Preliminary Benefit Analysis for Pedestrian Crash Imminent Braking Systems

In the US, the number of traffic fatalities has had a long term downward trend as a result of advances in the crash worthiness of vehicles. However, these improvements in crash worthiness do little to help protect non-motorists. Over the last few years, this has been reflected in the number of pedestrian fatalities increasing in both absolute and relative terms (up over 15% since 2009). In 2011 there were 4,432 pedestrians killed and an estimated 69,000 pedestrian injuries. This increased to 4,735 pedestrian fatalities in 2013 [1,2,3]. Recently, manufacturers have begun developing a second generation of crash avoidance systems that recognize and mitigate non-motorist collisions. This paper evaluates the performance of one implementation of this type of systems that is currently available for consumer purchase. System performance is assessed using a broad range of crash scenarios that were developed based on US crash data as found in GES and FARS for the harmonized years of 2010 and 2011. Test track simulations under these scenarios realistic settings based on the analysis of crash reports after eliminating pedestrian crash geometries that are not relevant for these "forward looking" systems. This generated a sample size 689 crash tests for one vehicle type where various measures of crash mitigation are constructed. The authors' analysis here focuses on the ability of these systems to prevent fatalities, serious injuries and prevent crashes altogether. The authors find that the evaluated system is about 30% effective in mitigating crashes, fatalities and social cost, those these mitigations occur for different types of crashes. For example, complete mitigation occurs for primarily low speed crashes which fatality prevention occurs for much higher speed crashes where impact occurs though at a lower speed. There are some crash geometries where no mitigation occurs, specifically those where the driver is in active control of the vehicle during turning maneuvers. Finally, the authors offer some suggestions about the appropriateness of future regulatory policy.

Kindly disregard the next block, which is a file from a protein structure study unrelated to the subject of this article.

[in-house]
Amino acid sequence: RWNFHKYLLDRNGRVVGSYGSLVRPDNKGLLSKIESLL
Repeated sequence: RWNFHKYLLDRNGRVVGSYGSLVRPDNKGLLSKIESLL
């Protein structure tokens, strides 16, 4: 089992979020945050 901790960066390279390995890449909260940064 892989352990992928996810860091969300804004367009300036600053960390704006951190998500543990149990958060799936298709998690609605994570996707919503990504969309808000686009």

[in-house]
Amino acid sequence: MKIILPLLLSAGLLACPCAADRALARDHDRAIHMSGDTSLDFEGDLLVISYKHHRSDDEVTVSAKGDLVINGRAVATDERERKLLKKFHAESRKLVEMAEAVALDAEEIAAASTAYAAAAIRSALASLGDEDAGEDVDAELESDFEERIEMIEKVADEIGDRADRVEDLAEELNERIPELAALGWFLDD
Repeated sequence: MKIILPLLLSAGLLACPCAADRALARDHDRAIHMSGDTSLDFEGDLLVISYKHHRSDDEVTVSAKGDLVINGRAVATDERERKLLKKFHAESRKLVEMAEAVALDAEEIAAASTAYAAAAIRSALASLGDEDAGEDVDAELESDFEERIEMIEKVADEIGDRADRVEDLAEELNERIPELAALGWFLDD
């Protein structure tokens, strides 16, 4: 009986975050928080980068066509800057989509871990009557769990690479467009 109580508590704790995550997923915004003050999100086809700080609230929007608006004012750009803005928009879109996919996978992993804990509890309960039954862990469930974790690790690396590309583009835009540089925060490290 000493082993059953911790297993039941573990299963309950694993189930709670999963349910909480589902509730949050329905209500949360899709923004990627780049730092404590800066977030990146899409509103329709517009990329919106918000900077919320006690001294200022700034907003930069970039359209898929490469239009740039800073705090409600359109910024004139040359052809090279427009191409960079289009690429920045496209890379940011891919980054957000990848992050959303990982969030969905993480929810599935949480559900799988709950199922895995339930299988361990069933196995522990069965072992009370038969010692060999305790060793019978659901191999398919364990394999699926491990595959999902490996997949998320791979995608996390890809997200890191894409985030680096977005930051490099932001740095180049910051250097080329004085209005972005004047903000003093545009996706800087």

• English

Media Info

  • Media Type: Web
  • Features: References;
  • Pagination: pp 1123-1128
  • Monograph Title: 18th International IEEE Conference on Intelligent Transportation Systems (ITSC 2015)

Subject/Index Terms

Filing Info

  • Accession Number: 01602748
  • Record Type: Publication
  • ISBN: 9781467365956
  • Files: TRIS
  • Created Date: May 2 2016 3:19PM